Credit card, drivers license, insurance card and travelers checks receipt
(plus 2 copies of all of the above, 1 set left at home with family, the
other tucked deep in my pack just in case…)
Travelers checks
Money belt
Sleeping bag (just 2 lbs. 5 oz!)
Emergency blanket
Camp cook set, scour pad, biodegradable soap
Digital camera (+ software CD, UBS cord and extra batteries)
Water-tight plastic pouch for camera
Water bottle
Flashlight headlamp (+ extra batteries)
Swiss Army knife
Rubber doorstop
Lock and cable for pack (a “gun lock” – more diminutive than a bicycle cable lock)
3 small locks for pack zippers
Duct tape
Travel alarm clock
Ear plugs
Plastic bag for “universal sink plug”
Wee clothesline and pins (for hanging laundry)
Southern Africa bird guide
Lonely Planet guide to South Africa, Lesotho and Swaziland
Travel journal
Reading novel (for plane)
Inflatable plane pillow
Travel cribbage board and cards
Pics of home, family, pets
Gifts for locals – stamps, balloons, fabric swatches
Small rucksack for daytripping
Space-saver zip-lock bags (they work great for turning bulky stuff into “freeze-dried”)
1 pr. long pants (khakis)
1 pr. capri pants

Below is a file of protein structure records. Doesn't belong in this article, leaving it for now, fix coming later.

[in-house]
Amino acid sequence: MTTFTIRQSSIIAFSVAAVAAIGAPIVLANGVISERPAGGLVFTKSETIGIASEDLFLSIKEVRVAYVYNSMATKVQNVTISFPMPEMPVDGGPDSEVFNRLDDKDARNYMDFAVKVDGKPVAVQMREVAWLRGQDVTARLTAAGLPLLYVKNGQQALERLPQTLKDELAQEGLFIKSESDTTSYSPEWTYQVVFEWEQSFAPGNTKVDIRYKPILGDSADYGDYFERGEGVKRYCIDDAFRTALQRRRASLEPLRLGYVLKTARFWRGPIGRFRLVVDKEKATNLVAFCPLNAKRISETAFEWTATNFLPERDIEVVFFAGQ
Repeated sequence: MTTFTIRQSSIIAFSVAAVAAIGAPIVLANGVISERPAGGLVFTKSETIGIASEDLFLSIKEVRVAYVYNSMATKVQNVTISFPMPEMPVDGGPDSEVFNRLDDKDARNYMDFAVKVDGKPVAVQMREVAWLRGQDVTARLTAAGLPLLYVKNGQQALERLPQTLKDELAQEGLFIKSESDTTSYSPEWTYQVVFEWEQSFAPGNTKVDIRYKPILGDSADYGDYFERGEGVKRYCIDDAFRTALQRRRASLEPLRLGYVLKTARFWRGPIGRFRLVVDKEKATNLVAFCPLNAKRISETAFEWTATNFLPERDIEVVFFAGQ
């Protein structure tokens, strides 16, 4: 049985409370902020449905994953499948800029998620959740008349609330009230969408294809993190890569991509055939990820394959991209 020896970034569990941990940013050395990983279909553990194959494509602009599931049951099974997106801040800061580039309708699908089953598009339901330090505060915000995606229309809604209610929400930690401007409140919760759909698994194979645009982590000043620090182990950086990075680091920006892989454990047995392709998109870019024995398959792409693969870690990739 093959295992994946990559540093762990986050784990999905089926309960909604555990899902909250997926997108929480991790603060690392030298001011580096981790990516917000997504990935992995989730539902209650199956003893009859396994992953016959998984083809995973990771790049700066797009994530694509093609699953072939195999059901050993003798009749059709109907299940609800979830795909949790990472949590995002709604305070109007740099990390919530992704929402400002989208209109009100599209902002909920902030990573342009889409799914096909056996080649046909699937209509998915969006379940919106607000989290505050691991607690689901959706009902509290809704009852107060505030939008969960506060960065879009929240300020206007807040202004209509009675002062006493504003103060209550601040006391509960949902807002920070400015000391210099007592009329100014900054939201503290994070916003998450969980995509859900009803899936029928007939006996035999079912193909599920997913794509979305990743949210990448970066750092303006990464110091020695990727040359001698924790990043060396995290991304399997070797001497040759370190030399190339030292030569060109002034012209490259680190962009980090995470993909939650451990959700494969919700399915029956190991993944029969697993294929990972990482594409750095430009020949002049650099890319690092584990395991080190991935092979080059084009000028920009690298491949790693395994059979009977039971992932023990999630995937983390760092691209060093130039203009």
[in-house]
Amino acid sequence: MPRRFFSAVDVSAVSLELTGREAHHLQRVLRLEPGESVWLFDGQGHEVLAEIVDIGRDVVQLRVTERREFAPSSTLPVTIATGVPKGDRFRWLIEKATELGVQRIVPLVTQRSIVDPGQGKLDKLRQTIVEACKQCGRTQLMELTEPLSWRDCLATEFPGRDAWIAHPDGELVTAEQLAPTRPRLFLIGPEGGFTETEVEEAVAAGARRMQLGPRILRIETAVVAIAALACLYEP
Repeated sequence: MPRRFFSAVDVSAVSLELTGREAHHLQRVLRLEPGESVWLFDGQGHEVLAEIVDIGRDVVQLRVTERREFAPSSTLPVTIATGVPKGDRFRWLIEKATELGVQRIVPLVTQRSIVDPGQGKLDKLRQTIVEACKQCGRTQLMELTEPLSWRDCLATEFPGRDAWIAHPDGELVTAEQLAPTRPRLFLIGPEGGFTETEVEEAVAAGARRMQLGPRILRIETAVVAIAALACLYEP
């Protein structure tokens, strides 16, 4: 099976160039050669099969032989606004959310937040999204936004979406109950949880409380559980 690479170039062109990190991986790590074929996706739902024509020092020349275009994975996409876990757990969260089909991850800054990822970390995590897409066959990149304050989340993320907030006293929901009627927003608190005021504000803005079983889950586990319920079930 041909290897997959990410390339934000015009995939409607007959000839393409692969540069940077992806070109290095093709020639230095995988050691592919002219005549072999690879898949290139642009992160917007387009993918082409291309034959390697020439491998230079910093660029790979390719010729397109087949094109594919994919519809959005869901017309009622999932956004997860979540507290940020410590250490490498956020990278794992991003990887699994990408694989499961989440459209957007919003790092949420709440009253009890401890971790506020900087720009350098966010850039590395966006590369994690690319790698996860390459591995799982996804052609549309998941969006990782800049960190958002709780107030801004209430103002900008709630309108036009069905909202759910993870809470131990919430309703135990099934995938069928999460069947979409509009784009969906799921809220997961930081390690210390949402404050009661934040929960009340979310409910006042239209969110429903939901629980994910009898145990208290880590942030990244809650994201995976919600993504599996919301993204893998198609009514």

1 long skirt
1 pr. shorts
1 long sleeved white t-shirt (doubles as a beach sun coverup)
2 short sleeved t-shirts
1 sleeveless sun top
Bathing suit
Sun visor
Sleep pants
3 pr. socks (incl. 1 wool) + poly sock liner
3 pr. underpants
Camp towel (fast-drying viscose rayon, 10 times more absorbent than terrycloth)
Teva sandals
rubber shower flip-flops
Rain poncho (large enough to cover both me and the pack)
Silk long johns + thin wool turtleneck sweater
Fleece hat and gloves

Malaria pills (prescription)
Antibiotic (prescription)
Antihistamine (for insect bites)
Imodium med (for diarrhea)

Toothpaste, brush and floss
SPF for lips
Sun screen
Insect repellent
Nail file and clippers
small travel mirror

Th-th-that’s  it folks. An eclectic potpourri of widgets and whatnots to keep body and soul together for 6 weeks on the subcontinent. If there’s anything you think I’ve forgotten, do let me know. And likewise, if you can think of any way of lightening the load, do please tell.

Fast-forward 9 years:

LOL, clearly back then such sweet techno-gadgets like my dear “Kindle” were only in we travelers’ dreams. Imagine… being able to load HUNDREDS of books onto one small gadget (not to mention, enlarge the text, set bookmarks, and a built-in reading light to boot!)